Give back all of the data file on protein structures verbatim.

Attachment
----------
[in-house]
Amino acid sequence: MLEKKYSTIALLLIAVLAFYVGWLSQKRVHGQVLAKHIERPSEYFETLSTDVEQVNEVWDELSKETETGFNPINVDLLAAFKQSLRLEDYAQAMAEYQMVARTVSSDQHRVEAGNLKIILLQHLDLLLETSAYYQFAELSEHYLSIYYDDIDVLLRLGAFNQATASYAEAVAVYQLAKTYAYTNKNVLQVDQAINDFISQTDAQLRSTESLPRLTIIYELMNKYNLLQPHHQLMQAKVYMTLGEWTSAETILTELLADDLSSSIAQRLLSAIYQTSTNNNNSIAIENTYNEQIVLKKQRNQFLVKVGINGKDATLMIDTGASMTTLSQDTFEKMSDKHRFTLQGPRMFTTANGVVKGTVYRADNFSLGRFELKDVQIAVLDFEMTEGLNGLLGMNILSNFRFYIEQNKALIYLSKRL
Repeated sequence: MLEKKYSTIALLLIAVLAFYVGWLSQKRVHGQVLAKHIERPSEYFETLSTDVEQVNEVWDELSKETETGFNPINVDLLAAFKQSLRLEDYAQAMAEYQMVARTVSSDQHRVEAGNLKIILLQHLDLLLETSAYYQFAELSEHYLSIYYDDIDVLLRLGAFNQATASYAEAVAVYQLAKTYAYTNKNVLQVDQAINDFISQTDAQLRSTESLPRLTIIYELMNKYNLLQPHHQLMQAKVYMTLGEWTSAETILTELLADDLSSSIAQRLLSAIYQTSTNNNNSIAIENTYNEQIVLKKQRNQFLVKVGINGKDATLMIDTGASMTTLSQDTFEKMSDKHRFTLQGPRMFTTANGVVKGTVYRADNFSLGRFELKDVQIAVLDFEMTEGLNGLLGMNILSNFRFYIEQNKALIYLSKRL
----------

[in-house]
Amino acid sequence: MLEKKYSTIALLLIAVLAFYVGWLSQKRVHGQVLAKHIERPSEYFETLSTDVEQVNEVWDELSKETETGFNPINVDLLAAFKQSLRLEDYAQAMAEYQMVARTVSSDQHRVEAGNLKIILLQHLDLLLETSAYYQFAELSEHYLSIYYDDIDVLLRLGAFNQATASYAEAVAVYQLAKTYAYTNKNVLQVDQAINDFISQTDAQLRSTESLPRLTIIYELMNKYNLLQPHHQLMQAKVYMTLGEWTSAETILTELLADDLSSSIAQRLLSAIYQTSTNNNNSIAIENTYNEQIVLKKQRNQFLVKVGINGKDATLMIDTGASMTTLSQDTFEKMSDKHRFTLQGPRMFTTANGVVKGTVYRADNFSLGRFELKDVQIAVLDFEMTEGLNGLLGMNILSNFRFYIEQNKALIYLSKRL
Repeated sequence: MLEKKYSTIALLLIAVLAFYVGWLSQKRVHGQVLAKHIERPSEYFETLSTDVEQVNEVWDELSKETETGFNPINVDLLAAFKQSLRLEDYAQAMAEYQMVARTVSSDQHRVEAGNLKIILLQHLDLLLETSAYYQFAELSEHYLSIYYDDIDVLLRLGAFNQATASYAEAVAVYQLAKTYAYTNKNVLQVDQAINDFISQTDAQLRSTESLPRLTIIYELMNKYNLLQPHHQLMQAKVYMTLGEWTSAETILTELLADDLSSSIAQRLLSAIYQTSTNNNNSIAIENTYNEQIVLKKQRNQFLVKVGINGKDATLMIDTGASMTTLSQDTFEKMSDKHRFTLQGPRMFTTANGVVKGTVYRADNFSLGRFELKDVQIAVLDFEMTEGLNGLLGMNILSNFRFYIEQNKALIYLSKRL